On my list of things to do, I plan to compile a list of definitions of the Bible, and now, eminent professor Walter Brueggemann weighs in, and when Walter speaks, church folks listen. In a post in Theolog, the blog of Christian Century Magazine, Brueggemann suggests that Scripture is “Remembering an Imagined Past.” Hmm.
All too much Biblical interpretation is about the historicity, or lack thereof, of the Biblical accounts, opines Brueggemann, and what is lost is the “confessional passion—not the passion of religious ideologues, but the passion of those whose risky, faithful obedience attests to their memory.” Even when the memory is imagined and mythological. Hmm.
Brueggemann favorably mentions Karl Barth, the German pastor of a century ago, who penned the monumental Commentary, The Epistle to the Romans, that remains a classic of Pauline studies. Barth’s epic work is a probing theological enterprise that asked no historical questions, which were irrelevant for him … perhaps even a distraction. “I felt myself bound to the actual words of the text,” wrote Barth: not the historical context, not the cultural assumptions of Paul, not the contingent circumstances addressed by the letter.
Brueggemann didn’t mention Julius Wellhausen, the preeminent scholar of 19th century historical criticism, but he could have. Late in his career, Wellhausen ceased teaching the historical critical method, not because he no longer believed in its accuracy but in its utility to uplift the hearts of the faithful.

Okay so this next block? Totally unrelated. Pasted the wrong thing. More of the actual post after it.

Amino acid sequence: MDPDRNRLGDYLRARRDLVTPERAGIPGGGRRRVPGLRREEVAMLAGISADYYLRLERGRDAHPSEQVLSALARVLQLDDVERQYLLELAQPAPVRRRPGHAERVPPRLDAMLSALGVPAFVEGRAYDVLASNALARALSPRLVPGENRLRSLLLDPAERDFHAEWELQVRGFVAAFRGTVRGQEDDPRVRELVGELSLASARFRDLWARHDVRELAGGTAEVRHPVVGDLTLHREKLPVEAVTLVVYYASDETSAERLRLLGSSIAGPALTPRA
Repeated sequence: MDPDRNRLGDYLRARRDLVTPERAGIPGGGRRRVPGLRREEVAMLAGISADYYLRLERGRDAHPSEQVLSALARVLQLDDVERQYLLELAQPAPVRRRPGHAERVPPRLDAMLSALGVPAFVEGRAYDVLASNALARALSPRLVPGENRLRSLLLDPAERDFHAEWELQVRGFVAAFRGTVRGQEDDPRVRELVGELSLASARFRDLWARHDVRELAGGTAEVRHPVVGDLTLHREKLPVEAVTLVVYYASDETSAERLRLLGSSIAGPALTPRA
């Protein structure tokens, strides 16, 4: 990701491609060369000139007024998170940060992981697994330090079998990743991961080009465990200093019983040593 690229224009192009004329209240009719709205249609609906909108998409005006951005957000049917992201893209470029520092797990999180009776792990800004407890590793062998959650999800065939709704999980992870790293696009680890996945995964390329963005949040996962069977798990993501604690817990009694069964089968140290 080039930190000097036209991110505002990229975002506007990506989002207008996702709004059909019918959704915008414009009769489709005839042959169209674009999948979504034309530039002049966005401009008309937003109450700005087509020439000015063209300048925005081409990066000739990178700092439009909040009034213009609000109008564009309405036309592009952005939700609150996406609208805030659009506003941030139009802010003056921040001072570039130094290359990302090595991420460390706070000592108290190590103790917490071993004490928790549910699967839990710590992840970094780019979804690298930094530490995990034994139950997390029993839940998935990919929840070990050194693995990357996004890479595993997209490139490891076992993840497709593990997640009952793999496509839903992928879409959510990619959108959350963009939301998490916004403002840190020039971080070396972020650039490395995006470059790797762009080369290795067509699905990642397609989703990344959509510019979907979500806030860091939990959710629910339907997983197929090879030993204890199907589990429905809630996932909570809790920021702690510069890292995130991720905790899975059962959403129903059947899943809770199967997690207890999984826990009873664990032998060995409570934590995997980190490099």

What is the Bible? It is certainly not an accurate historical account of either the Hebrew people or of Jesus of Nazareth, and Brueggemann would not disagree. Brueggemann answers with a metaphor: a memory of an imagined past.
Brueggemann attempts to find his way between unthinking literalism on one side and what he sees as sterile scholarship that strips the Bible of meaning on the other (I think he’s more than a little harsh on the Jesus seminar types). It is a precipitous path, to be sure. As Brueggemann suggests, “serious remembering—in a community of self-awareness, moral passion, knowing discipline and generous hope—is thick, elusive and multidimensional.”
Yes, but Walter, what do we say to the folks in the pews who don’t understand the nuance of metaphor and who aren’t disposed to deal with “thick, elusive and multidimensional”? As the article acknowledges, “In some quarters, there is the hope that ‘church people’ will simply fail to notice the shaky grounds of historicity on which so much is based.” What happens when they do notice, or ask hard questions?
It would seem that a necessary starting point must be an honest appraisal of what the Bible is — and what it is not — and that is where the answers of historical criticism must be offered. And this is the profound difficulty of Biblical preaching. Honest appraisal will often jar the innocent views in the pews.
Thanks again, Walter, you always make us think.